“German joblessness was unchanged in March, snapping a run of five consecutive declines, in a sign that Europe’s largest economy may be struggling to absorb a wave of refugees,” Bloomberg wrote, earlier today, adding that “Germany admitted more than 1 million migrants in 2015 alone [which] increased the pool of potential workers.”A new report from Berlin’s labor agency suggests that it will likely be years before the country experiences any benefit from the migration wave. “It can be expected that the labor supply will expand because of migration and the number of unemployed refugees will rise,” as it will take time for migrants to master the language and obtain the qualifications they’ll need to join the labor force.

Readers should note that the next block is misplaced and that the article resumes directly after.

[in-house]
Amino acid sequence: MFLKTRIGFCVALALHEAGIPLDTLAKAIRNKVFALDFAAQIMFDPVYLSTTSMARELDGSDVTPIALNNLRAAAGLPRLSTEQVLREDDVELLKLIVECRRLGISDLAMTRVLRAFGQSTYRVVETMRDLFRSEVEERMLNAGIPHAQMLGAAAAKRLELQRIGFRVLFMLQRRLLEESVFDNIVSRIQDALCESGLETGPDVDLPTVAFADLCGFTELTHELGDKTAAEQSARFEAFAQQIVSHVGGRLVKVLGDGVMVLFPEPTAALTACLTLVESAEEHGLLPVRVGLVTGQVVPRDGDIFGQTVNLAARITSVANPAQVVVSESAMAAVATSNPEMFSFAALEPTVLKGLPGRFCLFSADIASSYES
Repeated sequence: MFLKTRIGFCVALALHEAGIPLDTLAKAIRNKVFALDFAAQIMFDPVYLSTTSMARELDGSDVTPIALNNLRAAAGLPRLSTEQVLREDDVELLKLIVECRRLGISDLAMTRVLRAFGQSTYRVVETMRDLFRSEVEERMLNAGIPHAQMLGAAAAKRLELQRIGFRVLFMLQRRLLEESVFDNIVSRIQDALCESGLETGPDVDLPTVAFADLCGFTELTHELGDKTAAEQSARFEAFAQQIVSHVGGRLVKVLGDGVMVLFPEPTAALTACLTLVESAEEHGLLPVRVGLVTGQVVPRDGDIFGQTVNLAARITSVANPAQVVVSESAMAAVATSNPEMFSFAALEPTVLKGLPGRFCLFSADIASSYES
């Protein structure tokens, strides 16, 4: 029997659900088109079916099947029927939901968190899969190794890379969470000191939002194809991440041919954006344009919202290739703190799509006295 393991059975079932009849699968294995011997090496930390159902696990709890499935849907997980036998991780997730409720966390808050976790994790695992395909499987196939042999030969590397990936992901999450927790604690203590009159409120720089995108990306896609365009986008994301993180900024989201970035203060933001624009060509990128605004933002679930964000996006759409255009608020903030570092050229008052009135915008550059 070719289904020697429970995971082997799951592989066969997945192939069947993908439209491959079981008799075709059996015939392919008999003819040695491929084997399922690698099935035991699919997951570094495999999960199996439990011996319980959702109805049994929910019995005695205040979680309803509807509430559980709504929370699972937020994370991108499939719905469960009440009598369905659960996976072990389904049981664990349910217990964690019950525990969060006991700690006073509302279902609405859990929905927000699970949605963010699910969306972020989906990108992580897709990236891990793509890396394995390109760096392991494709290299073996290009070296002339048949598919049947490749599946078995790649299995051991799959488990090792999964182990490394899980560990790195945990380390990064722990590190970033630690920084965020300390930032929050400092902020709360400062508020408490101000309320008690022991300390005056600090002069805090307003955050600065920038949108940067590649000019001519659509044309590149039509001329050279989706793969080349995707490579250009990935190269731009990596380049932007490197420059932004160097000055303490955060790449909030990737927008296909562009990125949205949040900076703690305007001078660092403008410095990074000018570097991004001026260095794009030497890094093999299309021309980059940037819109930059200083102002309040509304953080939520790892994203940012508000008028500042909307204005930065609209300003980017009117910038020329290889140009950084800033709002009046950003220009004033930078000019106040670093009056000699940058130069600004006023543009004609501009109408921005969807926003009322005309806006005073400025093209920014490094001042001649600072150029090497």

Meanwhile, in Sweden, the toursim industry is being choked off by the migrant flows. According to SvD Naringsliv, the Swedish Migration Board’s move to transform tourist facilities into asylum centers means they’ll be no more room for vacationers – literally. Continue reading